Estate Planning for the Gay and Lesbian Community
Estate Planning is Particularly Important to the GLBT Community
If a member of the GLBT community fails to plan properly, the result can be devastating in times of illness or accident. All of us can become incapacitated without warning at any age. If you have no powers of attorney, blood relatives will almost certainly take control of your life if you become incapacitated. For many that could mean a partner and/or friends could be shut out of your life when you need them most of all to be there for you.
Furthermore, if you do not have a will or living trust, your nearest blood relatives most likely will be appointed by the probate court to administer your estate in accordance with the California intestacy law. In plain English, that means the state of California will see to it that your estate goes to your nearest blood relatives, whether you like them or not, and whatever your wishes. For many, that could mean a long-term partner receives or your best friend receives nothing.
Domestic Partnerships — an Estate Planning Perspective
While you cannot (any more) get married in California, the State does register domestic partnerships for same-sex couples. The rights and responsibilities of registration are the same as those affecting married heterosexual couples but with one major difference: None of the many spousal benefits of marriage afforded by the federal government to heterosexual couples are available to gay partners. But the State benefits can be substantial, and for many those are paramount. Remember, however, that you will still need effective estate planning documents, especially if you go out of state where your domestic partnership is not recognized.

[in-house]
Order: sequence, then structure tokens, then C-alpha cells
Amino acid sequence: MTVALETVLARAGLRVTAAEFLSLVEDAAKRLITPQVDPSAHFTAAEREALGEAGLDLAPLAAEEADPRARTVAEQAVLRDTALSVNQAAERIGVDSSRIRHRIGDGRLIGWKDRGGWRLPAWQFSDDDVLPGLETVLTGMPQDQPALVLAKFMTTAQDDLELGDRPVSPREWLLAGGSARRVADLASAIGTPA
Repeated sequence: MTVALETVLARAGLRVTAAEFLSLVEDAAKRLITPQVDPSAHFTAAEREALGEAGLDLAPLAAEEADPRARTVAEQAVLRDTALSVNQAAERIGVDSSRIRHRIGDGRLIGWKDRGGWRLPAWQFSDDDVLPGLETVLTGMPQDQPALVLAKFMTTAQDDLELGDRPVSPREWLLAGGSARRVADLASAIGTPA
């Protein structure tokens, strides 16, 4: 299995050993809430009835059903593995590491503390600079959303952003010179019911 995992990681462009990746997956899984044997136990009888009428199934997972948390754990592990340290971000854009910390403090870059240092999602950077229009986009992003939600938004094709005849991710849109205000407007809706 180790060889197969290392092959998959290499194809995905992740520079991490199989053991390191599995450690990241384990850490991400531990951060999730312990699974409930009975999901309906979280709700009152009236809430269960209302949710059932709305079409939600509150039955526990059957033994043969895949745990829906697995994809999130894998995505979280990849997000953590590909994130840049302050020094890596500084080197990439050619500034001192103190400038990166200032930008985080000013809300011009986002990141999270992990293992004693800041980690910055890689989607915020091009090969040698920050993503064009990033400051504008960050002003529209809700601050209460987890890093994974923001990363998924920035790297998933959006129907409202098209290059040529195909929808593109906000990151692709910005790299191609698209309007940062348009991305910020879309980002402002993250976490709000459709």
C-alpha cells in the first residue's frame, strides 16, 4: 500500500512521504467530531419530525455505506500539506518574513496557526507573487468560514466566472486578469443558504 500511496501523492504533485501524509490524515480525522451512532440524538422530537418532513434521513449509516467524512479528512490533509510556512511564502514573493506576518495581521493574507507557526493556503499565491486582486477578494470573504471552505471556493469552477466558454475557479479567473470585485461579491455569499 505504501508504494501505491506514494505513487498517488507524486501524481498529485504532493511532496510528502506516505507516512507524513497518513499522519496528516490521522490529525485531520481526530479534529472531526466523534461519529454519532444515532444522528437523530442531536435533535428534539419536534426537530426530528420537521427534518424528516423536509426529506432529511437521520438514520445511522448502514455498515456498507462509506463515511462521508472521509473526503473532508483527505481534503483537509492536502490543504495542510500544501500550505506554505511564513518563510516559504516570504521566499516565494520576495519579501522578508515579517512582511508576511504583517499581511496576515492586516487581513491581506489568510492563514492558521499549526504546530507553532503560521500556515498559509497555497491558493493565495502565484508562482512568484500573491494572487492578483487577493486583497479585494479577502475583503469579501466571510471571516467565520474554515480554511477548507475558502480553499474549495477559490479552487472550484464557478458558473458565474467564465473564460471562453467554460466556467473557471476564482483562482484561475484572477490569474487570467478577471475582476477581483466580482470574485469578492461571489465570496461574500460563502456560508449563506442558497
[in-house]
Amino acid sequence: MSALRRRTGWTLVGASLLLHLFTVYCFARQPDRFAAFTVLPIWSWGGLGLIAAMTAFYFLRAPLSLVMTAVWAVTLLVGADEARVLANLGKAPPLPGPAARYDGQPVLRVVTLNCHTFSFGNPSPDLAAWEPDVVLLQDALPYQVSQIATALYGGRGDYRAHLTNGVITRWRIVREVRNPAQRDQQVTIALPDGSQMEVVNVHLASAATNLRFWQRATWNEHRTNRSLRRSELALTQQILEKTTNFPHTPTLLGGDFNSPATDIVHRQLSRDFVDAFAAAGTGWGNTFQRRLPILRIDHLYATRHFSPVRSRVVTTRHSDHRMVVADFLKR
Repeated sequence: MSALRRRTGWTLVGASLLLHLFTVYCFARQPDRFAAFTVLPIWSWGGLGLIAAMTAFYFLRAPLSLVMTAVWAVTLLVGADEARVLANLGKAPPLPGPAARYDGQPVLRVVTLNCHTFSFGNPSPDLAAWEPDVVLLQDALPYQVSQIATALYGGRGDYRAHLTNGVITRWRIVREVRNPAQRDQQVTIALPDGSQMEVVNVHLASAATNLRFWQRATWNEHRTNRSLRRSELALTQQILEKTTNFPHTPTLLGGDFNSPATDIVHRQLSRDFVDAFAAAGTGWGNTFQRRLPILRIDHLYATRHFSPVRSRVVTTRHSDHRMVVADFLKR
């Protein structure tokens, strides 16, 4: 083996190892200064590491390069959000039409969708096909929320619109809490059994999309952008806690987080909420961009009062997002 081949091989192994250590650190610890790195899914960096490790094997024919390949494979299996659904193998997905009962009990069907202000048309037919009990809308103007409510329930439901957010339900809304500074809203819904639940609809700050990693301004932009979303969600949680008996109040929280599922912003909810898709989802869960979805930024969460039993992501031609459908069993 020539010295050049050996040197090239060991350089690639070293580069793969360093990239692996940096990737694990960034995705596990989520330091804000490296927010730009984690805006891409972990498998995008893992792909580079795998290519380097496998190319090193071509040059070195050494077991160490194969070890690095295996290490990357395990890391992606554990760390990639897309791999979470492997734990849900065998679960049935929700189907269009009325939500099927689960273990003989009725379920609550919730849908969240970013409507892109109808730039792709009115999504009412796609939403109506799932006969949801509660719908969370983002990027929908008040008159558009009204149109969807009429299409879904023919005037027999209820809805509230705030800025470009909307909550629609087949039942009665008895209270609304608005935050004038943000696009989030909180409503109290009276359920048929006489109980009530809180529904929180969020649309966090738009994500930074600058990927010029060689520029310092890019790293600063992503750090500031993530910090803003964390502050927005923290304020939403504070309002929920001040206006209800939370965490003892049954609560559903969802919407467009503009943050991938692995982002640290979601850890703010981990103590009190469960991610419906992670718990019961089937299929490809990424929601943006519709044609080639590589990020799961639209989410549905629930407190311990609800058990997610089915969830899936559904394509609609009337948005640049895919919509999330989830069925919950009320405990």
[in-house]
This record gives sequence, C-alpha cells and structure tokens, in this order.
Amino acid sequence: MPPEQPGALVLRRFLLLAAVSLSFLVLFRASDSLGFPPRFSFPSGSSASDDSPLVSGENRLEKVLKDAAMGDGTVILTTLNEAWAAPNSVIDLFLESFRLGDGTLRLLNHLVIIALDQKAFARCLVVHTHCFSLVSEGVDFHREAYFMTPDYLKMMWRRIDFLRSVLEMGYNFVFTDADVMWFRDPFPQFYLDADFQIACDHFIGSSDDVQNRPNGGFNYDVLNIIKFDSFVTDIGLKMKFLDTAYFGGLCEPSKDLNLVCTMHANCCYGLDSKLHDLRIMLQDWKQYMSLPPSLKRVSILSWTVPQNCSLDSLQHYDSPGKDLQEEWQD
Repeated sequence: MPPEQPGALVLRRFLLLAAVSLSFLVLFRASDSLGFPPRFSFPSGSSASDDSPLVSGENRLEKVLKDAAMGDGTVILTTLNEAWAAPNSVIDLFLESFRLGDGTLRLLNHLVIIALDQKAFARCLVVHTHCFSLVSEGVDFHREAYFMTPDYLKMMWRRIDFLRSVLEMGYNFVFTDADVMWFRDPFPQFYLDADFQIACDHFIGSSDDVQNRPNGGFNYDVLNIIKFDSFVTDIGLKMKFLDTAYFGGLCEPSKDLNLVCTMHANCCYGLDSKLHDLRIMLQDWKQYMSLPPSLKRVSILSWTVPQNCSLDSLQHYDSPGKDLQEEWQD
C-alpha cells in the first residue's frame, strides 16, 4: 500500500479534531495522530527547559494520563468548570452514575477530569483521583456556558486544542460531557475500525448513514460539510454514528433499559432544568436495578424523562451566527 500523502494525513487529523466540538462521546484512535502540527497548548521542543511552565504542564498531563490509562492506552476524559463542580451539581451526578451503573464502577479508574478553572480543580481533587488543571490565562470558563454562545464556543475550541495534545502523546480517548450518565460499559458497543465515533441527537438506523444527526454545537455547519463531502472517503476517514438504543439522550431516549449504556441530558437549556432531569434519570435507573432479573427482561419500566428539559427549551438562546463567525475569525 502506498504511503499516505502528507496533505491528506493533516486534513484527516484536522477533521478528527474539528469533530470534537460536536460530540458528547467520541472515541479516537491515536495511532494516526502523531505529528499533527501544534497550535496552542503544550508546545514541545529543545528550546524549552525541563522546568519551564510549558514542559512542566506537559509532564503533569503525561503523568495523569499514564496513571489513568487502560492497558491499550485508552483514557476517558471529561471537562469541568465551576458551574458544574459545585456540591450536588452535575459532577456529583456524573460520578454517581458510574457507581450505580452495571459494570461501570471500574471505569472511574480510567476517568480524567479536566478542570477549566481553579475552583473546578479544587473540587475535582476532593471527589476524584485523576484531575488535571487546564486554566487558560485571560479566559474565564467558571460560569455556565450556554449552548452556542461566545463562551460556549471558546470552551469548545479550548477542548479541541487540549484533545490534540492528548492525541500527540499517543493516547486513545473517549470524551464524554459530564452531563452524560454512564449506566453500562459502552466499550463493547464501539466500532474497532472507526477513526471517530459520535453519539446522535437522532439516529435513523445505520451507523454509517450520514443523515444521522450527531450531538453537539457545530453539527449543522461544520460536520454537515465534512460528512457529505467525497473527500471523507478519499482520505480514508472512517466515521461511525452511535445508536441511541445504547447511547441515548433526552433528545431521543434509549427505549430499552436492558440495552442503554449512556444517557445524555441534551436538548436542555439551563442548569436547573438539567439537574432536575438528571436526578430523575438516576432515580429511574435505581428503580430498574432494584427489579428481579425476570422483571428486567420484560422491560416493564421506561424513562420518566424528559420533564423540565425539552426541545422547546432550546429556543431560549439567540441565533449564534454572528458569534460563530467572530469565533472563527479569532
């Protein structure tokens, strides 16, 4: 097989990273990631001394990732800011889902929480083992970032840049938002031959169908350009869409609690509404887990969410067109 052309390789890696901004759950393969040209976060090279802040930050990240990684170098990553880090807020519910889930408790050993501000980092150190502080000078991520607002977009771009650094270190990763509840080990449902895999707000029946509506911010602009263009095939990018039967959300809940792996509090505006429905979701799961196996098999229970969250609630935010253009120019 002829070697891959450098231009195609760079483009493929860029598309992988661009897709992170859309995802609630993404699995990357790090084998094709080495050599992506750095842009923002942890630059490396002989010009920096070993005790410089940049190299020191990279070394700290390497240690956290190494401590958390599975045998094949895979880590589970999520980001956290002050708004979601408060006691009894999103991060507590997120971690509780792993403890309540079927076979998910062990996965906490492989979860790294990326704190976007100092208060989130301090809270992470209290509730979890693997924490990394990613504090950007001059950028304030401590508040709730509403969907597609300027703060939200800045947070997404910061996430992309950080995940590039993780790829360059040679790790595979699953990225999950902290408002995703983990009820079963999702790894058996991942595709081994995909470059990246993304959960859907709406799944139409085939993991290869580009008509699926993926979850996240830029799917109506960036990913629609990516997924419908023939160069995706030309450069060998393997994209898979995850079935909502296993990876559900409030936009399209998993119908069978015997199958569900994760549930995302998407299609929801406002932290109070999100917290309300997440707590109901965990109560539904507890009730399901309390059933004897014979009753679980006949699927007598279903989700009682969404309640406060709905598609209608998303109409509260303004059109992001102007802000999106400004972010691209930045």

Beware: registering a domestic partnership affects your property rights in California. If you want to keep your property separate, or make other arrangements, you may want to enter into a pre-partnership agreement (commonly known as a “prenup”) with your prospective partner to reflect your wishes. Before registering your California domestic partnership, be sure to speak with a qualified attorney, who is familiar with the unique legal and personal needs of the gay community. That attorney can counsel you on the implications of registration and advisability of registering in your unique situation.
The Problems Estate Planning Solves for the GLBT Community
You can avoid numerous problems through proper estate planning:
- Using a Living Trust and/or a Power of Attorney for Finances, you can appoint someone you trust to manage your affairs if you become incapacitated through illness or accident, without court involvement.
- A Health Care Power of Attorney and “Living Will” (known in California jointly as an “Advance Health Care Directive”) can avoid many potential problems if you are unable to make your own health care decisions. You can appoint whoever you want to make such decisions for you, and to make sure your partner and/or friends are not shut out if you are hospitalized.
- You can ensure your money and possessions are distributed as you want, and not as dictated by the State of California
- Proper estate planning virtually assures you that your minor children will be raised by the person you designate, and not as ordered by the State, which might appoint a stranger as guardian
- Proper estate planning will ensure correct strategies are used to avoid unnecessary taxation whenever possible, as well as very expensive, protracted and public probate
- A Living Trust guarantees privacy when you are incapacitated or die. For some, it can be important to keep a relationship confidential.